The case excited considerable interest in Massachusetts, and the excitement was increasing. Vast numbers of persons had taken out and paid for licenses under the federal government, and all of them were indicted by the state, the singular spectacle having been presented, it was said, of several people being arrested and put in jail by the state in the morning, for selling liquor under a federal license while in the afternoon an equal number of other persons were arrested and sent to the same jail on behalf of the United States for attempting to sell it without one.
At the last term, a motion to advance the case upon the docket was made by Mr. Cushing, the counsel for the plaintiff
in error (McGuire). It was then denied because the attorney-general declined to state that the case was one in which the interests of the public revenue were concerned, because the Attorney-General of Massachusetts, though consenting to an early hearing, did not ask for it, and because, in the opinion of the court, the importance of the result to the plaintiff in error was not sufficient to warrant the preference asked for over suitors having prior cases on the docket.
At this term, another motion was made to advance the case. This motion was made by the Attorney-General of Massachusetts, with whom the Attorney-General of the United States joined. Both united in representing that the litigation growing out of the question presented by the record had so increased and had assumed such a character that the public interests both of Massachusetts and of the United States required an early hearing and decision of it.
This motion was now opposed by Messrs. Cushing and Richardson counsel for the plaintiff in error, but having been fully considered by the Court, it was allowed and an order was made on the 13th of January, by which the cause was assigned for hearing on the following 20th, or, at the option of the counsel, immediately after the close of the arguments in the cause then being heard.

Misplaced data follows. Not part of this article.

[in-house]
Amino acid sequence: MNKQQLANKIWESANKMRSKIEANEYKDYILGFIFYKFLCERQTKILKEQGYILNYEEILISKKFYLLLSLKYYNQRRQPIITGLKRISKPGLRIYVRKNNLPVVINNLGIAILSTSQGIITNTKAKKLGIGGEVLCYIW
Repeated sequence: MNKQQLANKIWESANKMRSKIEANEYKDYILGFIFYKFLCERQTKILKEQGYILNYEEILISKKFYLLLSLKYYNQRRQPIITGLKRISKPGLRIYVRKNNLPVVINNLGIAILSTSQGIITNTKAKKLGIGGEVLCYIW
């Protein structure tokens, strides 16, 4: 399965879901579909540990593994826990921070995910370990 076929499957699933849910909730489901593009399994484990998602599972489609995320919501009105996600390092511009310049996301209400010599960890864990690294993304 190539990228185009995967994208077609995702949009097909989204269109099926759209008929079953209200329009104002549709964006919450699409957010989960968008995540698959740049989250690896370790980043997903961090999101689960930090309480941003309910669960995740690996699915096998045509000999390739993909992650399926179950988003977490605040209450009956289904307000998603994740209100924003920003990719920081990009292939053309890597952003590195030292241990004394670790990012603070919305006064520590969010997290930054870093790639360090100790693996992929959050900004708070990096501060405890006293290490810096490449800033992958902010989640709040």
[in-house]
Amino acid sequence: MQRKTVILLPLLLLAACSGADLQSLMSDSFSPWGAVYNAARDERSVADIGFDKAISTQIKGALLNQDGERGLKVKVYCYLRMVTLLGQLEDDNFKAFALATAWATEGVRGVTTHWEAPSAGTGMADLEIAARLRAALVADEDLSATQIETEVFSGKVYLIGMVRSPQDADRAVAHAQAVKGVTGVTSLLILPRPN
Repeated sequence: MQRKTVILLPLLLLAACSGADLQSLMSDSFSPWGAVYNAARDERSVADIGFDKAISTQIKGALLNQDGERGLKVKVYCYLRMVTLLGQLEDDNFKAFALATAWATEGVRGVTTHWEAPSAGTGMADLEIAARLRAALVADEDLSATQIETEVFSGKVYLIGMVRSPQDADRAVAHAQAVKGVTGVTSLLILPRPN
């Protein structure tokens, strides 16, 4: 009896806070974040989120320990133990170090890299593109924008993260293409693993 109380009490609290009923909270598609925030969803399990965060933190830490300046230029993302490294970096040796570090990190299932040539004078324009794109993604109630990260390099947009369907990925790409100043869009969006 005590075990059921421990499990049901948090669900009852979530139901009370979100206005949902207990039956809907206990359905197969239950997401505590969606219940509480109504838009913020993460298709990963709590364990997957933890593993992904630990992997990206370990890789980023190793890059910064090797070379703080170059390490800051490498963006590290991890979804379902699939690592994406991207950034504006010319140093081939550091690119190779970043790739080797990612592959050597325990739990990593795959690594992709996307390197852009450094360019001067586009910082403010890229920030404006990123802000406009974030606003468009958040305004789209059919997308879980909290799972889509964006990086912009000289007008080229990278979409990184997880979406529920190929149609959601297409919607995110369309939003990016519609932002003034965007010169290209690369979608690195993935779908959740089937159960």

After this order was made, the plaintiff in error, by his counsel, submitted three motions.
First. That in case it should appear to the Court on inspection of the record that the cause ought not to be dismissed for want of jurisdiction, a certiorari should be issued from this Court to the Supreme Judicial Court of Massachusetts, or else to the superior court, to bring up the whole of the record; the ground of this motion being, that the judgment of the Supreme Court constituting, apparently (as was said), the decision of the highest court of law or equity in the state in which a decision could be had, was not set forth in the record as returned, but was merely referred to as remaining "on file" in the superior court.
Second. For leave to discontinue the writ of error, and
that the same be dismissed with costs to the State of Massachusetts, the ground for this being, that the counsel making the motion could not prepare and argue the case within the time prescribed in the order of the 13th instant, and that Mr. Gillet, his associate, was disabled by sickness.
Third. For leave that all the counsel might withdraw their appearances in the suit, and the plaintiff in error be called, in conformity with Rule No. 16, prescribing that
"Where there is no appearance for the plaintiff when the case is called for trial, the defendant may have the plaintiff called and dismiss the writ of error, or pray for an affirmance."